Geo-Economic Competition in Latin America: Brazil, Venezuela, and Regional Integration in the 21st Century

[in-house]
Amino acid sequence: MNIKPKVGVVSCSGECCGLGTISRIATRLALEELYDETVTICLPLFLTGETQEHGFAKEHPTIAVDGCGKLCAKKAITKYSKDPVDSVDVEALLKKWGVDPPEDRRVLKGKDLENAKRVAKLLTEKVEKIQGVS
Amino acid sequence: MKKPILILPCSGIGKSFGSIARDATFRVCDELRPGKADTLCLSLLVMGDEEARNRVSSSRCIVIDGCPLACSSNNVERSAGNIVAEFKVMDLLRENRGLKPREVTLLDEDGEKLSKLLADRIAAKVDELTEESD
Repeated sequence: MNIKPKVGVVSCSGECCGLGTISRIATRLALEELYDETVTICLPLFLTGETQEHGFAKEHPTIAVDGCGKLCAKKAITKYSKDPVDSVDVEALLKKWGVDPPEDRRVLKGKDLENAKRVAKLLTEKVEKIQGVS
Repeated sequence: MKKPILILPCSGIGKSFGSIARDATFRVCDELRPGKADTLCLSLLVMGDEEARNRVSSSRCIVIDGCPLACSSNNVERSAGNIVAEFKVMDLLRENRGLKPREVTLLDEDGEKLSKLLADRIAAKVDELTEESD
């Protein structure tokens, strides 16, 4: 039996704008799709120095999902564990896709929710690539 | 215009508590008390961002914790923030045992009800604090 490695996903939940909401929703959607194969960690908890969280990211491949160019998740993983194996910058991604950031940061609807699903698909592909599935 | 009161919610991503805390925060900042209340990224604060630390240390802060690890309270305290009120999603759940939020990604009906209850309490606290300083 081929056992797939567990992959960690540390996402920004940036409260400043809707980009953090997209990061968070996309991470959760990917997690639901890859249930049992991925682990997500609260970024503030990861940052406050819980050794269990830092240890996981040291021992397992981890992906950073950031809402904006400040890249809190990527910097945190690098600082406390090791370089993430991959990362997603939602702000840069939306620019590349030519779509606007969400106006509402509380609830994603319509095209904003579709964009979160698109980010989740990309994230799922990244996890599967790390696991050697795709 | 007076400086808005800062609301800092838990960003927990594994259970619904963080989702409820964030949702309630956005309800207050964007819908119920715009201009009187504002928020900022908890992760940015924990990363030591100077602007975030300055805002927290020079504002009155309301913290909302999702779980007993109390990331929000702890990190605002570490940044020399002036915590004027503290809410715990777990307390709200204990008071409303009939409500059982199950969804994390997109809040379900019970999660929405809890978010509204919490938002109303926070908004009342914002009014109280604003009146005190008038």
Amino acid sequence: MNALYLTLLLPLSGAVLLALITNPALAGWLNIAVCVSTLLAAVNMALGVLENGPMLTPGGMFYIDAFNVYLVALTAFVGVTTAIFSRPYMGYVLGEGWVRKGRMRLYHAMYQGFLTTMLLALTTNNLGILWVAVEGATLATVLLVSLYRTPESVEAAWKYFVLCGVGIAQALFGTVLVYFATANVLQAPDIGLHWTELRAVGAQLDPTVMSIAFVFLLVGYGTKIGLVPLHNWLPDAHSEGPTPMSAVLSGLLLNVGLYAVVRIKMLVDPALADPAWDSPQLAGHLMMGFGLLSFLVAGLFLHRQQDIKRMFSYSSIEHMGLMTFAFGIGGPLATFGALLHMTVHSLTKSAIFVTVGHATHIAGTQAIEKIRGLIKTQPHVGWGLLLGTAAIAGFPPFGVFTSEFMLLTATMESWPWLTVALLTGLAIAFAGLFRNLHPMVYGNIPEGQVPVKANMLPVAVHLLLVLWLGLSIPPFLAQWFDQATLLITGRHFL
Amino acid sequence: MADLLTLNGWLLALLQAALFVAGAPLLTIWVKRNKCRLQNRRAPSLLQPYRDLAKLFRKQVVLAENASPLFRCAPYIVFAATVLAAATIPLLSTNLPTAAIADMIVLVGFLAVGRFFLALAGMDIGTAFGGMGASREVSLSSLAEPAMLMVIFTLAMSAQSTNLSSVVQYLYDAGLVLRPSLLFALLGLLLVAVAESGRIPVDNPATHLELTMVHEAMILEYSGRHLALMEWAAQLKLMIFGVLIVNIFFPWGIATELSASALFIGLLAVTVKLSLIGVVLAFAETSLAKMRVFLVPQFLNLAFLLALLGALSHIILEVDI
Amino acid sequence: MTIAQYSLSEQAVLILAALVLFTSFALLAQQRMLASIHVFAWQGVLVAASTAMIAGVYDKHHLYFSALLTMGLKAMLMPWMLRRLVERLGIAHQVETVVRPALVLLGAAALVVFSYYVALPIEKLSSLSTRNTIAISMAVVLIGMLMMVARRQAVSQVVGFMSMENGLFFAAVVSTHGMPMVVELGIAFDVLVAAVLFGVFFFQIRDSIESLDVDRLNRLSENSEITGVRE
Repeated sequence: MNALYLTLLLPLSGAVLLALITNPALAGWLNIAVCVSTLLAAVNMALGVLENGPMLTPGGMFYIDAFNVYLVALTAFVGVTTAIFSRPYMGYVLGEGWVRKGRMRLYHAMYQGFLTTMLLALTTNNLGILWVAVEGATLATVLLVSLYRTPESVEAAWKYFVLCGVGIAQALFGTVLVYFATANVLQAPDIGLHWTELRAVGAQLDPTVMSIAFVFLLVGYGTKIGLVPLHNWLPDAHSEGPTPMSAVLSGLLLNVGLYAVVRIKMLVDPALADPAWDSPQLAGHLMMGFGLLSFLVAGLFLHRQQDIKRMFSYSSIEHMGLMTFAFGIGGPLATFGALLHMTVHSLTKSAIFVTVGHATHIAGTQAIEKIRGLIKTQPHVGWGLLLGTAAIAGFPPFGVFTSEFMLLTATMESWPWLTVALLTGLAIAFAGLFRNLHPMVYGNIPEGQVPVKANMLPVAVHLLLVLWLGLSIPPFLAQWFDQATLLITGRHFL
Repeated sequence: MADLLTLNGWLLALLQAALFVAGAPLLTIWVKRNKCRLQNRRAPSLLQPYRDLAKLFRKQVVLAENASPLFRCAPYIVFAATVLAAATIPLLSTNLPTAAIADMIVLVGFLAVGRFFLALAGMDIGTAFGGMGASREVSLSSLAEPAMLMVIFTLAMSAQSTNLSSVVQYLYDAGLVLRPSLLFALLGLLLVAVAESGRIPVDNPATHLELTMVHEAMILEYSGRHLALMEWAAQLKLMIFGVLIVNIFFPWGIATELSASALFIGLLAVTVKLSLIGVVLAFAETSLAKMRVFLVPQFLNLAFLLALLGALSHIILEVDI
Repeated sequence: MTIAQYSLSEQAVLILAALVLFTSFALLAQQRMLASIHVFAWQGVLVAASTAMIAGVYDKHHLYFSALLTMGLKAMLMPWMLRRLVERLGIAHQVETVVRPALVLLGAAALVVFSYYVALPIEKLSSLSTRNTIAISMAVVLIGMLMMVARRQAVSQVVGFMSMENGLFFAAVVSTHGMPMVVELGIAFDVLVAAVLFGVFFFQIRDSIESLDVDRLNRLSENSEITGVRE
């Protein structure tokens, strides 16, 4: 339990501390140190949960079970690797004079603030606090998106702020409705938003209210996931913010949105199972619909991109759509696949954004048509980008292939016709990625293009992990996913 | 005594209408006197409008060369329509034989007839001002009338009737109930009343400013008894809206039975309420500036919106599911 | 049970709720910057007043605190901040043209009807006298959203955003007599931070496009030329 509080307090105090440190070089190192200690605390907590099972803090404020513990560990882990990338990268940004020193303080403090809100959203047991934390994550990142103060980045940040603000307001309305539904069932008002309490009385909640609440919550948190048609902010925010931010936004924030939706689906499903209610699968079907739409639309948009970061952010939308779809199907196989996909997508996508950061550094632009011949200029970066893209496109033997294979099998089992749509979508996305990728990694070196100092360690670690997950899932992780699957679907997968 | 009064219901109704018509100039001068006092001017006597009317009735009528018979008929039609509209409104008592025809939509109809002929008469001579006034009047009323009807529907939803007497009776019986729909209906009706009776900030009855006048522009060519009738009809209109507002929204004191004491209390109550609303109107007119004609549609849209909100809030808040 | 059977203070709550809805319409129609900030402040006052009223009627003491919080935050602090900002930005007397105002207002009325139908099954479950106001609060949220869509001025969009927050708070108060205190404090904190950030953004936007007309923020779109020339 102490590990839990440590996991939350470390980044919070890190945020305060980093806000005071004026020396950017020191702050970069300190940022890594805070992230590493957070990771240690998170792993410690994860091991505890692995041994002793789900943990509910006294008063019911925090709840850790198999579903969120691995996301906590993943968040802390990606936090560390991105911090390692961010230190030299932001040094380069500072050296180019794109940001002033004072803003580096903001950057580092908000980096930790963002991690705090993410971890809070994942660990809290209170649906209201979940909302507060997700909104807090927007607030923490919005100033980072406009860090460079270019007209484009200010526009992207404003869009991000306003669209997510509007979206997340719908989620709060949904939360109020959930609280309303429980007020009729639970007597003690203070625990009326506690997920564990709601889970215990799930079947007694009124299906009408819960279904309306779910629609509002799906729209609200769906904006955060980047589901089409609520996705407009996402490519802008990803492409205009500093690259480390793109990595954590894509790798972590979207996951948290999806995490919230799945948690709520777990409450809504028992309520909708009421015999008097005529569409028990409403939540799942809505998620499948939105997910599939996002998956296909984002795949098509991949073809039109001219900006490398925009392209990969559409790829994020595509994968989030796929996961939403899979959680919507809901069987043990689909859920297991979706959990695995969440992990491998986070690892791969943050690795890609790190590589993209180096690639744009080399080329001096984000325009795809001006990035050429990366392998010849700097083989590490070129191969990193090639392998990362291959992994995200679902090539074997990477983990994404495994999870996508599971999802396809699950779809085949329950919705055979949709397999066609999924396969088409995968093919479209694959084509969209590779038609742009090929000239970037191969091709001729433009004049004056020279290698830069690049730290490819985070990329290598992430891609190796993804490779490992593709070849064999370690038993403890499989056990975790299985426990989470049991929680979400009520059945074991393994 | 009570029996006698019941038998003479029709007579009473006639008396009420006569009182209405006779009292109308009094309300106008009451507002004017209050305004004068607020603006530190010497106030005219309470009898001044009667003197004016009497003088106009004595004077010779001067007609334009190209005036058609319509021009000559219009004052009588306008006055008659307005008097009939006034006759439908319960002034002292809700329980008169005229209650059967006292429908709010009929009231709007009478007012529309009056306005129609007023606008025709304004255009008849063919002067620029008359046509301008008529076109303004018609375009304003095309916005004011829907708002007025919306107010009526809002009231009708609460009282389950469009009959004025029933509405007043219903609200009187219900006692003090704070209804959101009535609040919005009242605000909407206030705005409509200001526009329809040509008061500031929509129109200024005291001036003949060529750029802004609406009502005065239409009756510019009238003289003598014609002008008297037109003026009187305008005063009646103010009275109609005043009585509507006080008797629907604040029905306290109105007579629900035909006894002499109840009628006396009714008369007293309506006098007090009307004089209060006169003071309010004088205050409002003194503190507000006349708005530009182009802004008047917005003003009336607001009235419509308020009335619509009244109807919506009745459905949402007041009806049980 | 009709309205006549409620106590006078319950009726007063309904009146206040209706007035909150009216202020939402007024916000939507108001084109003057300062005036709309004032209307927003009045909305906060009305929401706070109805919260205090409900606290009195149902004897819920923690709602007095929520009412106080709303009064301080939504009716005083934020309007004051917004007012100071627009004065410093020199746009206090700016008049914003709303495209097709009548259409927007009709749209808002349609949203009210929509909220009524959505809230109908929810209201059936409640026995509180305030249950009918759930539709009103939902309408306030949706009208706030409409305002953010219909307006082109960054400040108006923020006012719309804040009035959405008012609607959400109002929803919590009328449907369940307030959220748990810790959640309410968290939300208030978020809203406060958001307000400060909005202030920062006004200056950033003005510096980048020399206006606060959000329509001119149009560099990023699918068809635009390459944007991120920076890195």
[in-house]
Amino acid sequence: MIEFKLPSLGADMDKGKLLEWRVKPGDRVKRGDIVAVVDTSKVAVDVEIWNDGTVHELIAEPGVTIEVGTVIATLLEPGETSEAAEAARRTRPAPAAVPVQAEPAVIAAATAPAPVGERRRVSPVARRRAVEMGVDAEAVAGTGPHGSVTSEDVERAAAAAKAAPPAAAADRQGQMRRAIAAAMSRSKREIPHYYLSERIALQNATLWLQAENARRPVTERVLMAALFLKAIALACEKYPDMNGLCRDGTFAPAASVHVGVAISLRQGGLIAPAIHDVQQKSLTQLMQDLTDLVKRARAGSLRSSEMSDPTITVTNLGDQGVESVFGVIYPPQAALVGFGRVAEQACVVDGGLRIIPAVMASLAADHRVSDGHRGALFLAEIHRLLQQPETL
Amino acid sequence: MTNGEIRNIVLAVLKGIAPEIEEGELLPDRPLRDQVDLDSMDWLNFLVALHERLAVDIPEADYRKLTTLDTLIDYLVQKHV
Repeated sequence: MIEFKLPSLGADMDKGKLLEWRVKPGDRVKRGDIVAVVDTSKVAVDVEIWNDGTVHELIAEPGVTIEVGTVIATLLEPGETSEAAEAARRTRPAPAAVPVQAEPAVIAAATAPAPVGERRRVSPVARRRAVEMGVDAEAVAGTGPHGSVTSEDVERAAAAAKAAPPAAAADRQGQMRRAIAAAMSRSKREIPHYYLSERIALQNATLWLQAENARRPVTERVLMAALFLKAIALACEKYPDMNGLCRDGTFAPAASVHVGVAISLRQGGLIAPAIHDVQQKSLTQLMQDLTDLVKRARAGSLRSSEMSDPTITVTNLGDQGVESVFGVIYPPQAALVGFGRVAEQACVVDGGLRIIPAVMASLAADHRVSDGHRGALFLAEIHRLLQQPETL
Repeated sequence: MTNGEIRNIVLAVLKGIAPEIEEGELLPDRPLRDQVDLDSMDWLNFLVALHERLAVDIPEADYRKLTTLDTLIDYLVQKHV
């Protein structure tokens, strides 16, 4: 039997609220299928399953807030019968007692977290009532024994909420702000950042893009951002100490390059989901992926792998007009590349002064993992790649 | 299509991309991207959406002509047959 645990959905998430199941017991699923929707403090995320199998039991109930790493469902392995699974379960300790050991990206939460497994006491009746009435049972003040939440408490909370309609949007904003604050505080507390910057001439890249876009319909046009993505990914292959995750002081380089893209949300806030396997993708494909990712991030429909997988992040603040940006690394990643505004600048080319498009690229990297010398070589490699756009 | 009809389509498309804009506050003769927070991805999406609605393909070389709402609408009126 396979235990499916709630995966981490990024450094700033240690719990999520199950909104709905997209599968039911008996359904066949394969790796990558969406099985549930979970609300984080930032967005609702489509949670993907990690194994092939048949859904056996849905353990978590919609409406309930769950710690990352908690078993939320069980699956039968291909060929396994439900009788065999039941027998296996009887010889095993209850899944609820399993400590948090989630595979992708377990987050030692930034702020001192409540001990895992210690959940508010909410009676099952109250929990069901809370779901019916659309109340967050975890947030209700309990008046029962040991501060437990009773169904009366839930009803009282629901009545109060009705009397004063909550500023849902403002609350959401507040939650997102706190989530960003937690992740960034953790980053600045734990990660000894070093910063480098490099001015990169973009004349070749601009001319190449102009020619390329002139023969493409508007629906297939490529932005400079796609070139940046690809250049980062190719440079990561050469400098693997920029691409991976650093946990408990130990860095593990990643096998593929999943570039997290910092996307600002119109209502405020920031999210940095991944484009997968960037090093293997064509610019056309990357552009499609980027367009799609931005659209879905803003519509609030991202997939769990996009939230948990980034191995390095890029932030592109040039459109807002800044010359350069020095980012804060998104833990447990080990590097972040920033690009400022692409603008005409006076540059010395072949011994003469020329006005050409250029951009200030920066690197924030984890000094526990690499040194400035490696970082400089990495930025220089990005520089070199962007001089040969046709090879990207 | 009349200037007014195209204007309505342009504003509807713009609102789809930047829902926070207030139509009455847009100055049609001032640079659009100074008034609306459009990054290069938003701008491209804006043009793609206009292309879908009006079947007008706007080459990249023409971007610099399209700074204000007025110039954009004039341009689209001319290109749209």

The institutional framework of Latin American integration saw a period of intense transformation in the 2000s, with the death of the ambitious project of the Free Trade Area of the Americas (FTAA), spearheaded by the United States, and the birth of two new institutions, the Union of South American Nations (UNASUR) and the Community of Latin American and Caribbean States (CELAC). This article offers a historical reconstruction of regional integration structures in the 2000s, with emphasis on the fault lines between Brazil, Venezuela and the US, and how they have shaped the institutional order across the hemisphere. We argue that the shaping of UNASUR and CELAC, launched respectively in 2007 and 2010, is the outcome of three complex processes: (1) Brazil’s struggle to strengthen Mercosur by acting more decisively as a regional paymaster; (2) Washington’s selective engagement with some key regional players, notably Colombia, and (3) Venezuela’s construction of an alternative integration model through the Bolivarian Alliance (ALBA) and oil diplomacy. If UNASUR corresponded to Brazil’s strategy to neutralize the growing role of Caracas in South America and to break apart the emerging alliance between Venezuela, Argentina, and Bolivia, CELAC was at the same time a means to keep the US away from regional decisions, and to weaken the Caracas-Havana axis that sustained ALBA.